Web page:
Custom Search

HOA LogoDestinationsTravel MallTravel Links

Black Hole

Short Story by Les Furnanz  October 1, 2009

Page 3 - Noon

The twelfth-century tower of Marcilhac's abbey ruins shined golden in afternoon light. They were the sole clients on the restaurant's covered terrace. Raphael had suggested a bottle of local Cahors wine to accompany the lamb stew, or gigot. It had not taken long for David to feel comfortable. They discussed how Raphael's father had cared for the leased land and how he followed his father's example. To this day he used the ancient cazelle, a small mortarless stone shelter, on his plateau fields when he tended sheep for week-long stints in warmer months.

David felt it was a good time to broach the issue. He started cautiously, "I had not known of this property you are leasing... not until the day my father died. Why would he have kept this hidden from his own family?"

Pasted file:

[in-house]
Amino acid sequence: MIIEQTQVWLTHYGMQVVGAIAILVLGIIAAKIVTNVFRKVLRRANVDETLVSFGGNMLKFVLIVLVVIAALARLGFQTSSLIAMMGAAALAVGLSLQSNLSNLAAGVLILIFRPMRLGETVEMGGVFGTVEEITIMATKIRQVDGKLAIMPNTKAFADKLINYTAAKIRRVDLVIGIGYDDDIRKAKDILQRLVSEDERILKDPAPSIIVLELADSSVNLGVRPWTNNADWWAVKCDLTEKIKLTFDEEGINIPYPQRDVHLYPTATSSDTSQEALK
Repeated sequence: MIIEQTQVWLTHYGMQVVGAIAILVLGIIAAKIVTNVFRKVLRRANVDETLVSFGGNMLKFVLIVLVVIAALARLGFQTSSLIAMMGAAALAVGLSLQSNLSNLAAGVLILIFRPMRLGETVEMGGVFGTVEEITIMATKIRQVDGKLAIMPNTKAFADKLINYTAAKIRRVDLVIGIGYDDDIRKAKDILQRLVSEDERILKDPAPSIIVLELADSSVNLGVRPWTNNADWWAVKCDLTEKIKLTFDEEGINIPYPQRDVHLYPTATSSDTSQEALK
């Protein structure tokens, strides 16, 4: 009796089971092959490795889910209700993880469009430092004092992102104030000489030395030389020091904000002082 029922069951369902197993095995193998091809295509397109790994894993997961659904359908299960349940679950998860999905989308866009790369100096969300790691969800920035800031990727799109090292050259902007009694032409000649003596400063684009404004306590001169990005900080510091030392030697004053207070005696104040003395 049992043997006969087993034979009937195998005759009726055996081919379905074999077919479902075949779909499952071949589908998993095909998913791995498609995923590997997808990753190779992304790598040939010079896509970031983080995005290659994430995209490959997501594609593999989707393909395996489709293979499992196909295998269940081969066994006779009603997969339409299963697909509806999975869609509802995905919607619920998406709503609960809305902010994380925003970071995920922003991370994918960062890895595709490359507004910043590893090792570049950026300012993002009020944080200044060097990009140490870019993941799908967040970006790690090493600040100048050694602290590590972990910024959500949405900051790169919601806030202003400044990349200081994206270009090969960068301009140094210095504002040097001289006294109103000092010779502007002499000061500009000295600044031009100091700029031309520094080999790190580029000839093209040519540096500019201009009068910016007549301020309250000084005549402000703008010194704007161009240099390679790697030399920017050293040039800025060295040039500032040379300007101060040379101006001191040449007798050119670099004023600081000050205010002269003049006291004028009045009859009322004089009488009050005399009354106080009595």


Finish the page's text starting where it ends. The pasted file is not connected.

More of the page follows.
"Perhaps he felt it would be worrisome, even embarrassing. He and your mother left France just after the war, when it was so difficult for this valley's residents to survive. He was probably unable to sell the property, so a leasing arrangement was beneficial to my father and provided income to yours. Maybe he felt he'd abandoned his roots. It is something you will never know for certain."

David nodded, "My dad was not able to communicate very well when he passed on and I had a hard time understanding everything. He mentioned a cave. Did your father ever talk of this?"

Raphael paused. "My father never mentioned it until his last days. On his death bed he also surprised me. He told a tale of a grotto on your property. I don't know what to make of it. He seemed confused. I too wondered why he kept this to himself for so long."

"We should share what we have learned," said David. "Tell me your tale. I'll tell you all I know. Perhaps some insight will come from this."

Raphael looked David in the eye seemingly assessing what to say to this heir, the stranger in the village. "My father was sworn to secrecy by your father. It seems both men felt the cave to be valuable. Only when he was dying did he tell me. He didn't want the potential of the cave to be lost. This is now your property, but you must tell me more before I feel confident to continue."